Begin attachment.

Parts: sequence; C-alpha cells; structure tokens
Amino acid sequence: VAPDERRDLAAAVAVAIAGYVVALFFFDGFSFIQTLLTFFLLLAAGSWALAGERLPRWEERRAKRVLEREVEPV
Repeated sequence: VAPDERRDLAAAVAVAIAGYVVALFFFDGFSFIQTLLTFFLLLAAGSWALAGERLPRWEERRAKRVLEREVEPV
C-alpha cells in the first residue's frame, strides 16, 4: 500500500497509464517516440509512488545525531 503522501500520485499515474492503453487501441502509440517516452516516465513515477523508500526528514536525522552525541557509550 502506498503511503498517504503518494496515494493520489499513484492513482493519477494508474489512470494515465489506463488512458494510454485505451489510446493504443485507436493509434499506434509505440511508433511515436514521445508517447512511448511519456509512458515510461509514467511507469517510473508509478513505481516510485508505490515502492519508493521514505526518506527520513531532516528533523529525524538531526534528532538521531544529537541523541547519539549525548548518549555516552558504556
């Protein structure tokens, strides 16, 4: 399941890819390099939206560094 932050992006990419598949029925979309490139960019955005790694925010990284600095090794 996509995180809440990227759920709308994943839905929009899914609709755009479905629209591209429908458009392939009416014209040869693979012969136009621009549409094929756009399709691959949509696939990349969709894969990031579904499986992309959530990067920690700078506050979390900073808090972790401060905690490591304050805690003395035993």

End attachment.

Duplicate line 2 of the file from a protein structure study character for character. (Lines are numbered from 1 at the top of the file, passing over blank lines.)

Amino acid sequence: VAPDERRDLAAAVAVAIAGYVVALFFFDGFSFIQTLLTFFLLLAAGSWALAGERLPRWEERRAKRVLEREVEPV